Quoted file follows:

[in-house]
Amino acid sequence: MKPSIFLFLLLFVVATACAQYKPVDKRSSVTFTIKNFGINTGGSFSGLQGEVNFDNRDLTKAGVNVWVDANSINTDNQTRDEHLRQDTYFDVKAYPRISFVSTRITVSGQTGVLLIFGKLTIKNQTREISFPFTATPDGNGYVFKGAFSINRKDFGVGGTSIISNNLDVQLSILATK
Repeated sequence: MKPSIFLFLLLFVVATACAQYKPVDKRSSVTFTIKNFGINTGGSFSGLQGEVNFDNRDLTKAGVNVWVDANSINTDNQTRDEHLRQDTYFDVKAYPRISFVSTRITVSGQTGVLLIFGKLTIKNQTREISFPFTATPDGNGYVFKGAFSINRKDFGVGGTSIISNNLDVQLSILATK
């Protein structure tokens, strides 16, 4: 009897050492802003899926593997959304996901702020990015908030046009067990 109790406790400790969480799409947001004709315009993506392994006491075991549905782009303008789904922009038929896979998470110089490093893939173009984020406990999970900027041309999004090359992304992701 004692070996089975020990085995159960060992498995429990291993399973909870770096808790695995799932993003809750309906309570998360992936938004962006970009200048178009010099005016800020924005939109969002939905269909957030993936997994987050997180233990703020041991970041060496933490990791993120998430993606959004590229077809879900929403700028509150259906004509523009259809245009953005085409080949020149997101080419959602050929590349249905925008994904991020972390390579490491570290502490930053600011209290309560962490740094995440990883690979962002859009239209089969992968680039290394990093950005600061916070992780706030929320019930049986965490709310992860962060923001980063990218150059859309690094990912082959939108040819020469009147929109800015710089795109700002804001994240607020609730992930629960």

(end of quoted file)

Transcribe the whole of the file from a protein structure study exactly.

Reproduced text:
[in-house]
Amino acid sequence: MKPSIFLFLLLFVVATACAQYKPVDKRSSVTFTIKNFGINTGGSFSGLQGEVNFDNRDLTKAGVNVWVDANSINTDNQTRDEHLRQDTYFDVKAYPRISFVSTRITVSGQTGVLLIFGKLTIKNQTREISFPFTATPDGNGYVFKGAFSINRKDFGVGGTSIISNNLDVQLSILATK
Repeated sequence: MKPSIFLFLLLFVVATACAQYKPVDKRSSVTFTIKNFGINTGGSFSGLQGEVNFDNRDLTKAGVNVWVDANSINTDNQTRDEHLRQDTYFDVKAYPRISFVSTRITVSGQTGVLLIFGKLTIKNQTREISFPFTATPDGNGYVFKGAFSINRKDFGVGGTSIISNNLDVQLSILATK
């Protein structure tokens, strides 16, 4: 009897050492802003899926593997959304996901702020990015908030046009067990 109790406790400790969480799409947001004709315009993506392994006491075991549905782009303008789904922009038929896979998470110089490093893939173009984020406990999970900027041309999004090359992304992701 004692070996089975020990085995159960060992498995429990291993399973909870770096808790695995799932993003809750309906309570998360992936938004962006970009200048178009010099005016800020924005939109969002939905269909957030993936997994987050997180233990703020041991970041060496933490990791993120998430993606959004590229077809879900929403700028509150259906004509523009259809245009953005085409080949020149997101080419959602050929590349249905925008994904991020972390390579490491570290502490930053600011209290309560962490740094995440990883690979962002859009239209089969992968680039290394990093950005600061916070992780706030929320019930049986965490709310992860962060923001980063990218150059859309690094990912082959939108040819020469009147929109800015710089795109700002804001994240607020609730992930629960």